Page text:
Preserving History & Legacies

John thompson

John Thompson
Georgetown University
Div. I Champions 1984

Bighouse Gaines

Clarence “Bighouse” Gaines
Winston Salem State University
Div. II Champions  1967

Setting the Record Straight

John Thompson was one of those bigger than life characters in sports. He became the first African American head basketball coach to win the NCAA Division I championship when he led the Georgetown Hoyas to the title in 1984.
He was a central figure in the fight for change against academic bias relating to Proposition 48 along with John Chaney, a Black college alumni and head coach who gained prominence at Temple University.
When announcing his passing recently, the media proclaimed he was the first African American head coach to win a national title (later corrected). That struck
a chord within the Black college community because it gave the impression no other black coach had ever achieved this. But, pure historians will quickly offer
an amendment that has historical proportions to back them.
First, let us be clear: before the 1950’s, few black players were even allowed to play at major colleges and it took a monumental effort by black colleges to force their way into the National Association of Intercollegiate Athletics (NAIA).
The NCAA permitted black players on white teams, but did not admit black colleges. But, the tide changed dramatically in the 1966 championship game when an integrated Texas Western team trounced the powerful Kentucky team with an all-black starting lineup.
Meanwhile, Black college teams were proving their championship merits in the NAIA.                                                                                     

John B. McLendon, Jr.

John B. McLendon, Jr.
Tennessee A&I University
Coach of the Year  1958

Lucias Mitchell
Kentucky State University
Coach of the Year  1971

Lou Brock: A National Treasure

It has been 41 years since Lou Brock hung up his cleats and thirty-five years since hs induction into the Baseball Hall of Fame.
In one of the most fabulous careers in any sport, he exemplified a life that embraced his professional art and service to his community.
Born into poverty on June 18, 1939 during the rising tide of World War II, the lad from El Dorado, Arkansas grew up picking cotton on a plantation. Back in those days, life was simple and there was little exposure to the outside pressures of the world. His passion was following the exploits of his heroes – Jackie Robinson, Don Newcombe and Roy Campanella -three All-Star Negroes on his favorite team, the Brooklyn Dodgers. Although with limited training and resources, he managed to play high school baseball and was offered a chance to play for head coach Bob Lee at Southern University in Baton Rouge, LA.

A Celebration of Black College History in Sports


Legendary Moments

If you are a avid sports buff, you will find the Black College Sports History & Legends is an ongoing archive of history that chronicles the famous and not so famous contributors who provided fans with memorable moments that are etched in time.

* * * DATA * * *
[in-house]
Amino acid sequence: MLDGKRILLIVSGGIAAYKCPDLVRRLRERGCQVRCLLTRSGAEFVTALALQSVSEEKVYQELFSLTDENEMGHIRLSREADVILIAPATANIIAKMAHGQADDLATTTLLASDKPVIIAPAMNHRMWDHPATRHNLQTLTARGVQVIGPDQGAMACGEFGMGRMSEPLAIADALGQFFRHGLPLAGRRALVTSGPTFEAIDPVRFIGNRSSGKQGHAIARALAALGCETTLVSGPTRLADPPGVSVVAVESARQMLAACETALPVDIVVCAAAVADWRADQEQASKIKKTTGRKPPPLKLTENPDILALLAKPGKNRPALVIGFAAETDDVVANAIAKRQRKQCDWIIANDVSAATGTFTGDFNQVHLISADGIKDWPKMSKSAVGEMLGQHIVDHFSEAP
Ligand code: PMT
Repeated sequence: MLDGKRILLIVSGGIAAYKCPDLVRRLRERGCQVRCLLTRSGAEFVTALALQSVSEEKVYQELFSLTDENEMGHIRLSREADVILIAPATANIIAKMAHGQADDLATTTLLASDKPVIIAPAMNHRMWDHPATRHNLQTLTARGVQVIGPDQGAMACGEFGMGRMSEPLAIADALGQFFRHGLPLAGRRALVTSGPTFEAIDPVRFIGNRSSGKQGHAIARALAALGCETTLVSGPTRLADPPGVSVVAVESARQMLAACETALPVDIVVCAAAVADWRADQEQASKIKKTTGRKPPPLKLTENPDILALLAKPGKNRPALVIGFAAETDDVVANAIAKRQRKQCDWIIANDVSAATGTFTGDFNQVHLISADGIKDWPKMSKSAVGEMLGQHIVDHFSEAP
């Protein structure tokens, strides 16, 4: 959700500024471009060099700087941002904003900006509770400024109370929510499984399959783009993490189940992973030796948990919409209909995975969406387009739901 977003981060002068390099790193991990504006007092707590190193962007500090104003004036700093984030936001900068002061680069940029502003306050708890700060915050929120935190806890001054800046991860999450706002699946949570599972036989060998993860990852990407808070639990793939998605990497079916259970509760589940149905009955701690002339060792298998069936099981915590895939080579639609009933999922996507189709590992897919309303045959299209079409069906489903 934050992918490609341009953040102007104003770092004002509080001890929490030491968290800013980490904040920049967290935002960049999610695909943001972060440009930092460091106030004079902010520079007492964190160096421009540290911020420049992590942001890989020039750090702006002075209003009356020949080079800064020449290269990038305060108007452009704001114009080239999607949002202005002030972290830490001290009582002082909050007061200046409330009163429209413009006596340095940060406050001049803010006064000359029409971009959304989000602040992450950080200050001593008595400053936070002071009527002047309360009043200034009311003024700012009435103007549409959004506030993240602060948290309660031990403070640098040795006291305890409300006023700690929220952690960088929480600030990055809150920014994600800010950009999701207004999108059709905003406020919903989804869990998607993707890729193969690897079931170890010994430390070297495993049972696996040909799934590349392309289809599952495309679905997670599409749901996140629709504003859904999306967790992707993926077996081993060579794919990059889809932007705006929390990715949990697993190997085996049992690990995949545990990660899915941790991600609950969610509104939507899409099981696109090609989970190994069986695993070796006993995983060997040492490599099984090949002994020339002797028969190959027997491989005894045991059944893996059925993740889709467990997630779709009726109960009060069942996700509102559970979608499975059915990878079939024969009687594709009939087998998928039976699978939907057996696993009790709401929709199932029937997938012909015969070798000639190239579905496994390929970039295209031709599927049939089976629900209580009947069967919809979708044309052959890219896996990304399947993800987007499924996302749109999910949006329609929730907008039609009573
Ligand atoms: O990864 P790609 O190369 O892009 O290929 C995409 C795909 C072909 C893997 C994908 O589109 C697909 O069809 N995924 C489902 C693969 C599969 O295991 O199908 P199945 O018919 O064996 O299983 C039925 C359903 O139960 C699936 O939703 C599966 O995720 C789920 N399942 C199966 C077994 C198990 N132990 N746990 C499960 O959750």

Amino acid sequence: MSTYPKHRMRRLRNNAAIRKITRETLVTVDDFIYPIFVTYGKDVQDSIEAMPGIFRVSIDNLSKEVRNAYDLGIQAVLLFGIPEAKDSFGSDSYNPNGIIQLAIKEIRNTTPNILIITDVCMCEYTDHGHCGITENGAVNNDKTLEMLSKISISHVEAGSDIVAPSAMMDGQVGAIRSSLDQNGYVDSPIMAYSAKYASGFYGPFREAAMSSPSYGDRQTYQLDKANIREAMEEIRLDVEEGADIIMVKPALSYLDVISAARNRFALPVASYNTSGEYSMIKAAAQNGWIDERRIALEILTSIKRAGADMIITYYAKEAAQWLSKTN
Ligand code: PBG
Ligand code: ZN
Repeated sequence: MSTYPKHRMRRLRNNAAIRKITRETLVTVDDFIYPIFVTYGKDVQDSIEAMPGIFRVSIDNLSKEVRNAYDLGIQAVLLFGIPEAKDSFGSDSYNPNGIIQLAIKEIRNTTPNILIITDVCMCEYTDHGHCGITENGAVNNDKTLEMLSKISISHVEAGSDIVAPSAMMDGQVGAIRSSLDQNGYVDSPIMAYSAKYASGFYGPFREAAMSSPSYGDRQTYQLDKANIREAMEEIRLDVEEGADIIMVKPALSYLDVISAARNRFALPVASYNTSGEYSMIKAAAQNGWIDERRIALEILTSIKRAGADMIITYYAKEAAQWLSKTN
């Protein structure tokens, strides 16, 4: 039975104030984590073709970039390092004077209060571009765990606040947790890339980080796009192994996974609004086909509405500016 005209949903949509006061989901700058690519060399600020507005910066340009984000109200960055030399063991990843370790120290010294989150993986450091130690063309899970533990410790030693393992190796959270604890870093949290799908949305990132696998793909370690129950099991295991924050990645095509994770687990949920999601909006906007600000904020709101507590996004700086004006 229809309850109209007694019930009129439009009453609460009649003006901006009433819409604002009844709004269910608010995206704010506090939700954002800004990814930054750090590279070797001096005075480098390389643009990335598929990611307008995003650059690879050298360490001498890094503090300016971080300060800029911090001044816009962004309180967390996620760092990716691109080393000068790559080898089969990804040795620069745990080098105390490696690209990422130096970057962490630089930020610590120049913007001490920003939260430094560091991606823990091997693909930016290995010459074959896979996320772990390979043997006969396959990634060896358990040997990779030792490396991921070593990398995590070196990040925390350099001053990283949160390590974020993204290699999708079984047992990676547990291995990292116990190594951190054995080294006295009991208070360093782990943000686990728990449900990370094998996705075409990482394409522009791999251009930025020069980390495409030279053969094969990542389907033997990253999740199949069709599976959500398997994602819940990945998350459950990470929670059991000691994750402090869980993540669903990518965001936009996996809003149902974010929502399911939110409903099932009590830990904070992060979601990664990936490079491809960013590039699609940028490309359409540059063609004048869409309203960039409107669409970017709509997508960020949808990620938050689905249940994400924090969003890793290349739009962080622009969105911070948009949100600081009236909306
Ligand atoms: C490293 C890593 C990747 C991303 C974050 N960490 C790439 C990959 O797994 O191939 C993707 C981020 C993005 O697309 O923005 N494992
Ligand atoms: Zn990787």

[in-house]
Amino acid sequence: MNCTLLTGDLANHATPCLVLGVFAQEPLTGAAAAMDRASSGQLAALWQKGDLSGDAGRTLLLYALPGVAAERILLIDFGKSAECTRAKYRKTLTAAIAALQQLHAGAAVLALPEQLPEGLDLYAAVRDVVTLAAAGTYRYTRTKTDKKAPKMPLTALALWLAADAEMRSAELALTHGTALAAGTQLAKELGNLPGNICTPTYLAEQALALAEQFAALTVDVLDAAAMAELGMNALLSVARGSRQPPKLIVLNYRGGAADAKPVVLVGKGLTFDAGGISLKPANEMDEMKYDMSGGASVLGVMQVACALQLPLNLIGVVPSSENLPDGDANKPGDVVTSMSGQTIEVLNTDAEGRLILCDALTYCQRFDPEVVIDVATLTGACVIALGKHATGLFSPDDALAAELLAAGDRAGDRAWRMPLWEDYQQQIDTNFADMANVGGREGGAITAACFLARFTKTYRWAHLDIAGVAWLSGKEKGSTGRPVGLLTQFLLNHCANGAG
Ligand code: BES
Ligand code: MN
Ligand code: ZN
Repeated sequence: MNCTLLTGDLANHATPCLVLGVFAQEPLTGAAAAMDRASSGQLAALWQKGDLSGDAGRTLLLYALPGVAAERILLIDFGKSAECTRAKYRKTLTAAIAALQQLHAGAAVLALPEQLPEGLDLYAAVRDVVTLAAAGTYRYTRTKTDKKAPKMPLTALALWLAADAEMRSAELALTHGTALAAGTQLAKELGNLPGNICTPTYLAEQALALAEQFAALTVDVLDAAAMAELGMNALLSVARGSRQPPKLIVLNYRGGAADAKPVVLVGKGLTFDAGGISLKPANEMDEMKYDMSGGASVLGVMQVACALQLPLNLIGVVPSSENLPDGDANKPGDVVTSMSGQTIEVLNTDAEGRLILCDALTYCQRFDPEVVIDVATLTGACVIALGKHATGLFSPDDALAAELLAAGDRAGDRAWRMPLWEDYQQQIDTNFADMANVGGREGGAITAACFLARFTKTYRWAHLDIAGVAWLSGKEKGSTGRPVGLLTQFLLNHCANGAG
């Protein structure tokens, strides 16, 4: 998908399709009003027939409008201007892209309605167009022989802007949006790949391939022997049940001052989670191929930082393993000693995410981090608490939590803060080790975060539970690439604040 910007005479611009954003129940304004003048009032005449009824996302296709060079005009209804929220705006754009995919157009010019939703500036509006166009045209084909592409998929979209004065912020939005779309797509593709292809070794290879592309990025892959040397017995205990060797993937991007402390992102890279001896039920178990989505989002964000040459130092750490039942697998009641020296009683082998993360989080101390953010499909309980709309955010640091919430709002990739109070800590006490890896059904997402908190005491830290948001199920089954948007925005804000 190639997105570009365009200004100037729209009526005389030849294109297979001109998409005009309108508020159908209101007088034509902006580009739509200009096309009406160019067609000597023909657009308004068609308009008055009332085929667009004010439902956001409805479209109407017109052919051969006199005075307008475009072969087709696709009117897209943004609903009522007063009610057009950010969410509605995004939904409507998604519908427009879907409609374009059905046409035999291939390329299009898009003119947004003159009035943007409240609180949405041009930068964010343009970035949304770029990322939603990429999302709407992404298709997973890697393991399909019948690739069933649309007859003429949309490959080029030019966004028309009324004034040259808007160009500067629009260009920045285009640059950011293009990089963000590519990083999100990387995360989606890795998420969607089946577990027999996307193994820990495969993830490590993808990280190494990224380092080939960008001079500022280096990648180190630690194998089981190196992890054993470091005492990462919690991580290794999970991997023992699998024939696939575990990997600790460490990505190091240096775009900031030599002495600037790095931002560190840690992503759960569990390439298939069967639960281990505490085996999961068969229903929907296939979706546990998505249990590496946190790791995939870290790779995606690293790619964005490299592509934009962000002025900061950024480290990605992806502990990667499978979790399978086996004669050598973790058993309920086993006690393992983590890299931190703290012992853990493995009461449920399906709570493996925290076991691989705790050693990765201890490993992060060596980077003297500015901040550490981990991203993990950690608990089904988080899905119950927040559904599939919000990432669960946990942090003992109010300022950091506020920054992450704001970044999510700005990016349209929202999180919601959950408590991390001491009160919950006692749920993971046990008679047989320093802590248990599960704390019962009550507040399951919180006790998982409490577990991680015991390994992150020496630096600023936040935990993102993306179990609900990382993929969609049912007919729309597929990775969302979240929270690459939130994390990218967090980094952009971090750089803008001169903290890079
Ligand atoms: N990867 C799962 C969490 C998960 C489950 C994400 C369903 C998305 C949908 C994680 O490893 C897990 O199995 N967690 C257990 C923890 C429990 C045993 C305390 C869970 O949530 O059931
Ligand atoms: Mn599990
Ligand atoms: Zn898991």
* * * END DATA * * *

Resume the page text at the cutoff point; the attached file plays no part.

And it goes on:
One such moment occurred in the fall of 1978 in Wichita Falls, Texas in front of a small crowd of 1,300 fans who witnessed a milestone when the Rattlers of Florida A&M, ranked no. 3 in the newly formed NCAA Division 1-AA, take on the no. 4 Minutemen of Massachusetts in the inaugural Pioneer Bowl. They held on to make history with a 35-28 victory to win the first NCAA Div. 1-AAA national title.
The Rattlers had a long history of dominance in the Black college football world, beginning with legendary coaches like Bill Bell and his predecessor Hall of Famer Alonza “Jake” Gaither (1945-69). They hosted the Black college classic- the Orange Blossom Classic from 1933-78, holding a record of 26–19–1 against the top Black college teams.
The Rattlers dynasty ended when Gaither retired but was revived by a newcomer who had the swag and ability to recruit like Gaither.
But, the game that shocked the world occurred in that 1978 season on their way to the title. See the “Game That Shocked College Football” 



Catch up on your reading with this exciting collection of HBCU early history and game changing events!                                                      ⇒ ⇒ ⇒


1876  PRAIRIE VIEW A&M UNIVERSITY became the first state supported Black College in the State of Texas. In 1945, the name of the institution was changed from Prairie View Normal and Industrial College to Prairie View University. The school participates in the Southwestern Athletic Conference and NCAA Div. I (FCS in football). Notables: Zelmo Beaty, (basketball), Cecil Cooper (baseball), Otis Taylor (football).

Zelmo Beatty, Prairie VIew A&M

1940       CLEVE ABBOTT became the first African American member of USA Track and Field Board. He founded the track and field at Tuskegee Institute as well as the tennis program. He mentored Olympic stars Alice Coachman and Mildred McDaniels.

1971  First Televised Black College Football Game aired on ABC-TV…the Whitney M. Young Classic, Yankee Stadium…Morgan State vs. Grambling State. The Golden Bears outlasted Grambling State Tigers, 9-7 in a hard-fought game before 54,000 fans.

1984   The inaugural Circle City Classic kicked off in Indianapolis, Indiana in the RCA Dome and was moved to the new Lucas Oil Stadium in 2008 . The weekend’s featured a parade, pageant coronation and music concert. Mississippi Valley State defeated Grambling State 48-36 in a thrilling contest.


2009   Lincoln University and Cheyney University revived the Wade Wilson Classic. The schools last met in 1946, a 72-13 Lincoln win. Cheyney’s last win was a 46-0 victory in 1941. They played to a 0-0 tie in 1935.

Lincoln-Cheyney II